Language/s of schooling is the language used for the teaching the various school subjects as well as for the functioning of schools (Rec(2014)5, Committee of Ministers, Council of Europe, 2014). Beacco et al. (2016) also stress the need for ALL teachers to be aware of the linguistic dimension of their subject(s). Indeed, the goal of any subject is to help students acquire knowledge, but this cannot be done without helping them to grasp the meaning.

The language used in the teaching of school subjects is therefore an instrument that serves both to conceptualize the content and to express oneself in a rational and "academic" style according to the conventions and registers specific to each subject (Vollmer, 2006). The concept academic language is used to refer to the type of language needed to participate, understand and communicate successfully in cognitive demanding activities, adapted to age and context (Himmele & Himmele, 2009).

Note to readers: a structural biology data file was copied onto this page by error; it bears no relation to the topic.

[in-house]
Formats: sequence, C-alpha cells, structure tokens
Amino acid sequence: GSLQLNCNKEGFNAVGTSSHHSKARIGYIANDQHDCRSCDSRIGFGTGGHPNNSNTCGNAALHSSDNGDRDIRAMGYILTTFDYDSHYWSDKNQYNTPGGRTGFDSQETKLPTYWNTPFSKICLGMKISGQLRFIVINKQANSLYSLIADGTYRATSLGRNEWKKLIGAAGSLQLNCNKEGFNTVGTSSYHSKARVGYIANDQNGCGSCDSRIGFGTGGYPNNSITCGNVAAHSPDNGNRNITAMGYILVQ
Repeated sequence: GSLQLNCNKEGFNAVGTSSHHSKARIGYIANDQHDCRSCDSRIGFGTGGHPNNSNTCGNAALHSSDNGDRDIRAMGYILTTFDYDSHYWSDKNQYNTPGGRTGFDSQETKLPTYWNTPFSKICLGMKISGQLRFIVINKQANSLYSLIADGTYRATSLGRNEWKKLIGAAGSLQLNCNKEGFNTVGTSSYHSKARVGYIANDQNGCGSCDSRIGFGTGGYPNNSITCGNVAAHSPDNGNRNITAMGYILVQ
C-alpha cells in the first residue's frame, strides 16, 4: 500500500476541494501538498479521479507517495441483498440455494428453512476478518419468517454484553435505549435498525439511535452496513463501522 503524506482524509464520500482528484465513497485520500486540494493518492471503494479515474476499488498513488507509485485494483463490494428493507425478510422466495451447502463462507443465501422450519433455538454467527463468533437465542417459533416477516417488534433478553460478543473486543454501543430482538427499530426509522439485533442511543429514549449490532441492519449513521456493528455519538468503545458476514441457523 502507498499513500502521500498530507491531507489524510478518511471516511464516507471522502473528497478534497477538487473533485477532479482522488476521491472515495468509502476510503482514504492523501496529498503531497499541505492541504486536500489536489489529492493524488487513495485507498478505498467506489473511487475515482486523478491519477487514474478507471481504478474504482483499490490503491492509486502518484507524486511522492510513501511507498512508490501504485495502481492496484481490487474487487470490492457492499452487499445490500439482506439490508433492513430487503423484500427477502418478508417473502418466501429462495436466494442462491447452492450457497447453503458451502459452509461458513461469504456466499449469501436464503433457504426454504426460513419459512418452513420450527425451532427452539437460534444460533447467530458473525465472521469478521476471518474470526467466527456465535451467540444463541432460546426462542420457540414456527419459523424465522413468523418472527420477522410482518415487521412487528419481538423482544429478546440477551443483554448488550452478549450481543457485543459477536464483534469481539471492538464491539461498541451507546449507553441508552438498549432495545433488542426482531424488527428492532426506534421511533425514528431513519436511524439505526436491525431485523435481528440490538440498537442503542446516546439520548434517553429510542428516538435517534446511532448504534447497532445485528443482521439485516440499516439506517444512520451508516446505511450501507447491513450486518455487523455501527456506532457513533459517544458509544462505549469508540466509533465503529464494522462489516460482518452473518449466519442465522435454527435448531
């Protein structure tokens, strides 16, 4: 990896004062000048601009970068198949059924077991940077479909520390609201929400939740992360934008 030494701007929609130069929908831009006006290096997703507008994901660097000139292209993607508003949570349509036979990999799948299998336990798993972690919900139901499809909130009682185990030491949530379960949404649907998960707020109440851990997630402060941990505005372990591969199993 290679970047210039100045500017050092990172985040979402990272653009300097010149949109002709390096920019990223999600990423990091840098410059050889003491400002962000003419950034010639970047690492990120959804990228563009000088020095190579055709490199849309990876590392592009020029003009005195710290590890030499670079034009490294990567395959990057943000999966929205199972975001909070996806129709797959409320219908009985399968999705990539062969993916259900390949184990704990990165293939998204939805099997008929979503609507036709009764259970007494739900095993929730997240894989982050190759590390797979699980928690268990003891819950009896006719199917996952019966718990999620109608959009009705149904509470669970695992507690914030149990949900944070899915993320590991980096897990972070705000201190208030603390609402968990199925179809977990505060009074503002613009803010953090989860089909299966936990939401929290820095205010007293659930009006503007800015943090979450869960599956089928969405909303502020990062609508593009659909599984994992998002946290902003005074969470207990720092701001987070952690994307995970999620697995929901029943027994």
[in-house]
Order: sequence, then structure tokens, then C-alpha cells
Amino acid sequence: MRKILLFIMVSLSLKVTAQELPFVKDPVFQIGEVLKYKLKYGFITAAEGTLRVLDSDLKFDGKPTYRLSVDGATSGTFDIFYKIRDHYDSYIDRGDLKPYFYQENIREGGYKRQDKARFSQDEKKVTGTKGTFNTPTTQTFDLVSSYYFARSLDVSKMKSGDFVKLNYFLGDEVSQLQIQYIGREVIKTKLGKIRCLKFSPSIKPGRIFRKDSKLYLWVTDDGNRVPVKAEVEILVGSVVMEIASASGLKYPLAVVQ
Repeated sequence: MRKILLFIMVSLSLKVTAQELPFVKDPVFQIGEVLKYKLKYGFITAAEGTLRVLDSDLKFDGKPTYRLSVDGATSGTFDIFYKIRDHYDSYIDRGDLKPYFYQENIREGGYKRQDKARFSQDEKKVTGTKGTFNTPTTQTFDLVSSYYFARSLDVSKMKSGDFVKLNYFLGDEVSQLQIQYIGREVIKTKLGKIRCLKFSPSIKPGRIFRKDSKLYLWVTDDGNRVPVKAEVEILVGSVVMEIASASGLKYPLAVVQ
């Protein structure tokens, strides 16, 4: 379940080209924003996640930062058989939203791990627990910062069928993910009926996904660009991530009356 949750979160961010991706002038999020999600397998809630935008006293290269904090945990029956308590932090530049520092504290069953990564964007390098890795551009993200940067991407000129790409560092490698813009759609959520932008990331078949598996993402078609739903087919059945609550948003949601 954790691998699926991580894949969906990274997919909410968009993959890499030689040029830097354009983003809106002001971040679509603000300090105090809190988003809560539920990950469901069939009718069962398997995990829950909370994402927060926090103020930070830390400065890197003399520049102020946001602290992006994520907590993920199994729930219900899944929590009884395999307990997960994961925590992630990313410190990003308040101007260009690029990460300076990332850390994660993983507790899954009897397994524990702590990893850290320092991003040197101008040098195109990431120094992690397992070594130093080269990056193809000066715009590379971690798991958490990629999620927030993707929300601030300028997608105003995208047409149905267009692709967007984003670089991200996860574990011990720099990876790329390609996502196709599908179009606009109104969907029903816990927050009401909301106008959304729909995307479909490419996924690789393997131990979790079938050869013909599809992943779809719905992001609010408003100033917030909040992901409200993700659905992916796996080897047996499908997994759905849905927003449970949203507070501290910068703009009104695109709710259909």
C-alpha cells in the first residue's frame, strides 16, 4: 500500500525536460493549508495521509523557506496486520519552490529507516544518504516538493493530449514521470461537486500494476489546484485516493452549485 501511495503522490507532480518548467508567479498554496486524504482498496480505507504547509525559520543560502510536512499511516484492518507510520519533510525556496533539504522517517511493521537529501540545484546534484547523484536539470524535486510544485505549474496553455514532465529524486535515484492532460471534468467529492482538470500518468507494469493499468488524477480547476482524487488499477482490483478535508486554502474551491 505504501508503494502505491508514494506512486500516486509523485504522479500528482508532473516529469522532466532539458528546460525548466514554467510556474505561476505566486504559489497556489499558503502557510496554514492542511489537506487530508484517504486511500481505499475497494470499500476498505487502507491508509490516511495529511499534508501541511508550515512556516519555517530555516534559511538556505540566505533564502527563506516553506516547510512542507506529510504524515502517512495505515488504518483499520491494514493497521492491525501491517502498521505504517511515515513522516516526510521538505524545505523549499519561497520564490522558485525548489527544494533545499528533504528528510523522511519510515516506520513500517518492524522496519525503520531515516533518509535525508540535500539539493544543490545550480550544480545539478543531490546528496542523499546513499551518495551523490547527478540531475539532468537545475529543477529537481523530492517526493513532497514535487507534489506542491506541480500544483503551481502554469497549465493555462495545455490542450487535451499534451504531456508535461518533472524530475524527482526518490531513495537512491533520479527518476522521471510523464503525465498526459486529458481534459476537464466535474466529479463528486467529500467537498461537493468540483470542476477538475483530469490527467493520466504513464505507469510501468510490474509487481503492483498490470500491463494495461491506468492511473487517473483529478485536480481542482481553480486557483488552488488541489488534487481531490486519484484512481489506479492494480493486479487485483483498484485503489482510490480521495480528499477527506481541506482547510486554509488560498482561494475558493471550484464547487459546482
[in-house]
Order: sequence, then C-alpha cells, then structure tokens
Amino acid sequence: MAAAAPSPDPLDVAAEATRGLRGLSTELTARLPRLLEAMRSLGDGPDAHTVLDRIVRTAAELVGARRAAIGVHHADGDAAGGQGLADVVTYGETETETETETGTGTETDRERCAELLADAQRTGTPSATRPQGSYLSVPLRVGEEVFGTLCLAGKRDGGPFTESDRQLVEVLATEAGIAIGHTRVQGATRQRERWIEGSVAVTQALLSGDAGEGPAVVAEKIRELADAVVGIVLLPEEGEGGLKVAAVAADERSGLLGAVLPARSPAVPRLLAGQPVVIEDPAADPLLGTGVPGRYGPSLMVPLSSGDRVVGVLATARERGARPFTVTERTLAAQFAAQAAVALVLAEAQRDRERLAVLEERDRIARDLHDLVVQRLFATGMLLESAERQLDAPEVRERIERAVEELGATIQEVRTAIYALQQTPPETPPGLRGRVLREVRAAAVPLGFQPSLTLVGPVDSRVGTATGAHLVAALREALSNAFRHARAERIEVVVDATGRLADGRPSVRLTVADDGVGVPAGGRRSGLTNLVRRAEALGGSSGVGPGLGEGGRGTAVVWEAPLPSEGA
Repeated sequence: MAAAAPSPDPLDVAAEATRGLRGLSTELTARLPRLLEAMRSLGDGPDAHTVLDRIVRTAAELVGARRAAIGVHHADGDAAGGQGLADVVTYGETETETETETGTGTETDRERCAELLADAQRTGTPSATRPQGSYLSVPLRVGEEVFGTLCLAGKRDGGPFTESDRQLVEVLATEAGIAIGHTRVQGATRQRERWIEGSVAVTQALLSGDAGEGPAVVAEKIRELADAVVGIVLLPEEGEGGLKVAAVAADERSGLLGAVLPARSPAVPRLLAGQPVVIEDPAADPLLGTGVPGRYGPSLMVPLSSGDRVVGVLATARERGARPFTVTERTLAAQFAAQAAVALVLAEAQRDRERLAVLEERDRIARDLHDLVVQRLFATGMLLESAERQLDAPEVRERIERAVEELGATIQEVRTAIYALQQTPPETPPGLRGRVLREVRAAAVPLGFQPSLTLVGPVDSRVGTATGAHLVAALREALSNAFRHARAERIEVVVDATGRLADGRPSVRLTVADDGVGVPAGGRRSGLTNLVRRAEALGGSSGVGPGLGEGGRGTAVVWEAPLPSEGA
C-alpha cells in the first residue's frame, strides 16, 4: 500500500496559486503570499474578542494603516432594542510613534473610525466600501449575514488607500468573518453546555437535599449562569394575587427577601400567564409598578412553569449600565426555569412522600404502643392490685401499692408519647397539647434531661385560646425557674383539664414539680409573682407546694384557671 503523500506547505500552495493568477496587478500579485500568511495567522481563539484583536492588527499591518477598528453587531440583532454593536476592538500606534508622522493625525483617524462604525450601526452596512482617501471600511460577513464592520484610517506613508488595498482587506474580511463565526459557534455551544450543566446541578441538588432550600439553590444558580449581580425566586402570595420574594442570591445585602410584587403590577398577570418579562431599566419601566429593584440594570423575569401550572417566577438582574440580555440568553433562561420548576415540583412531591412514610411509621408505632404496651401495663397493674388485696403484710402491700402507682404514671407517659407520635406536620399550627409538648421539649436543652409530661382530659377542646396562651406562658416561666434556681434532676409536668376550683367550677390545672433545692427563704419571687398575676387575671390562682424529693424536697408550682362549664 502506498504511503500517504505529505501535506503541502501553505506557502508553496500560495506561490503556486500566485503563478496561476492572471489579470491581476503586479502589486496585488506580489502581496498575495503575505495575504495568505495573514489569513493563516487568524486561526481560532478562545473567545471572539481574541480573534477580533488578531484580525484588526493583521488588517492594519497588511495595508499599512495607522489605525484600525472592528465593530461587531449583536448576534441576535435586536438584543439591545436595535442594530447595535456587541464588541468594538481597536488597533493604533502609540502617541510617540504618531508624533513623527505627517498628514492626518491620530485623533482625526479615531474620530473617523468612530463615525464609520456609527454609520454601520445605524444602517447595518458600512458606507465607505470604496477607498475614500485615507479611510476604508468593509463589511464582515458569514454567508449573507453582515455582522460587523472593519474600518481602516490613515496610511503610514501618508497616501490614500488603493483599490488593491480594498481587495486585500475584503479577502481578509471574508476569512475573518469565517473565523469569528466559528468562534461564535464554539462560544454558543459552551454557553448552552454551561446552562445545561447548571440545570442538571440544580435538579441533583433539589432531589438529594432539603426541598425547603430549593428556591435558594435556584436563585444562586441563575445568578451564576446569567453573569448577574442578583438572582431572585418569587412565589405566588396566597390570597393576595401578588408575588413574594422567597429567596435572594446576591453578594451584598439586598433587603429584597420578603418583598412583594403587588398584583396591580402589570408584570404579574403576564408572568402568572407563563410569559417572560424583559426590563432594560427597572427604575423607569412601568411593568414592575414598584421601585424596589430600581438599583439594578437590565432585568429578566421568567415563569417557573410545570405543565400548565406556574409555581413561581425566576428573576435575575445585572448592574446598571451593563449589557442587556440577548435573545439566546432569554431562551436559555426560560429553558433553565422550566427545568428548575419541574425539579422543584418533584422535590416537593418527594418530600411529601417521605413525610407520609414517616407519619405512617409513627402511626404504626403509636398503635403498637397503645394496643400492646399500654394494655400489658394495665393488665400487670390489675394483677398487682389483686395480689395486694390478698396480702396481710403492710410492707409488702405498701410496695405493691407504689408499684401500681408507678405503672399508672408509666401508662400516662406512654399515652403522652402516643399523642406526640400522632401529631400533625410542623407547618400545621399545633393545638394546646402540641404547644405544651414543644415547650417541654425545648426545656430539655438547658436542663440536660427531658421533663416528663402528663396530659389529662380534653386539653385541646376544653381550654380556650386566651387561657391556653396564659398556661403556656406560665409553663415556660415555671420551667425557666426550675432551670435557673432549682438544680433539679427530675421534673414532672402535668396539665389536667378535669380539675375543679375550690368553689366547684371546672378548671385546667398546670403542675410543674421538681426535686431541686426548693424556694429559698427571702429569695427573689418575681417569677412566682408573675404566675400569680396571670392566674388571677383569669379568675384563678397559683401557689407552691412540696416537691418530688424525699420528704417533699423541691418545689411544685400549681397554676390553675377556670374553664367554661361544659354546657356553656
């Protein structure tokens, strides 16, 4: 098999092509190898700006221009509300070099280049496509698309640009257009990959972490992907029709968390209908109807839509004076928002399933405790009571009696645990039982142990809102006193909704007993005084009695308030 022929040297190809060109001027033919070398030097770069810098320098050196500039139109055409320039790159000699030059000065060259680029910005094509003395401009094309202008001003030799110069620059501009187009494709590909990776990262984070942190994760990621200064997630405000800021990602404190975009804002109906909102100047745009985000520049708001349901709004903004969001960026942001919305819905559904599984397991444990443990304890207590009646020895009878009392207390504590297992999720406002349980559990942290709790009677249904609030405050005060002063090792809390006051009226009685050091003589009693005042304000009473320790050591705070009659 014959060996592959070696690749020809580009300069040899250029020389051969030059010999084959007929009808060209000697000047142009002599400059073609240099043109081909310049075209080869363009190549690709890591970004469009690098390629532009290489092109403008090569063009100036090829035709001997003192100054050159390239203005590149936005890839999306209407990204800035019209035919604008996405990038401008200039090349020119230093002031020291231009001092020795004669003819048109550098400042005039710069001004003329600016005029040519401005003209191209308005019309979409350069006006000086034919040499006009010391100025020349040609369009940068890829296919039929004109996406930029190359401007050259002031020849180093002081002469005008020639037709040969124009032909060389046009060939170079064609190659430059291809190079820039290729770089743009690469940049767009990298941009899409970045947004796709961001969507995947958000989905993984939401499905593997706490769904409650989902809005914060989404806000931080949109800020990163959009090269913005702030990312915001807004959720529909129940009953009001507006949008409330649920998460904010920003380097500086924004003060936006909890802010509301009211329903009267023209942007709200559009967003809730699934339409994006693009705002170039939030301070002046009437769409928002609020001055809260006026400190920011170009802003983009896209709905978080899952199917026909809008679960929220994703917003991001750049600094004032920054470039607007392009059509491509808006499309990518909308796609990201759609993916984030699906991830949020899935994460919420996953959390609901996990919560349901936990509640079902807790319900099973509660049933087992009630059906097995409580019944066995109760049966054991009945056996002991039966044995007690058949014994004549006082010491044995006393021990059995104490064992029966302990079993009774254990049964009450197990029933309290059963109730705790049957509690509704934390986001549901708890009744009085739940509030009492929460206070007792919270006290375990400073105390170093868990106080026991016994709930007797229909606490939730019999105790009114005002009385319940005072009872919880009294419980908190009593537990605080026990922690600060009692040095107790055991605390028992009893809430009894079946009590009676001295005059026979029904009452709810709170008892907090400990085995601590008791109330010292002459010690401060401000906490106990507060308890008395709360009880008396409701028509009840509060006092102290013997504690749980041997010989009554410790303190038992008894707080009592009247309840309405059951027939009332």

Finally, the concept of Vulnerable students is also central to our Roadmap: like Fleming (2009) specifies, it refers to all students who depend on the school to understand and learn the broad spectrum of cultural codes integrated into the formal use of language.

 

A digital roadmap for schools

We have built on these concepts to set up a "roadmap" which is a digital survey tool that supports schools in their reflection and in the implementation of a strategic plan that they themselves have determined. To achieve this, all the stakeholders in the school, head teachers, teachers, non-teaching staff, students and parents, are invited to complete, on an individual basis, a self-assessment tool adapted for each stakeholder, also acknowledging importance of the wider community.

Each stakeholder can determine his role which will lead him to a specific survey, adapted to his profile. The entry page of the survey looks as following:

Screenshot 1: Entry into the survey for each of the stakeholders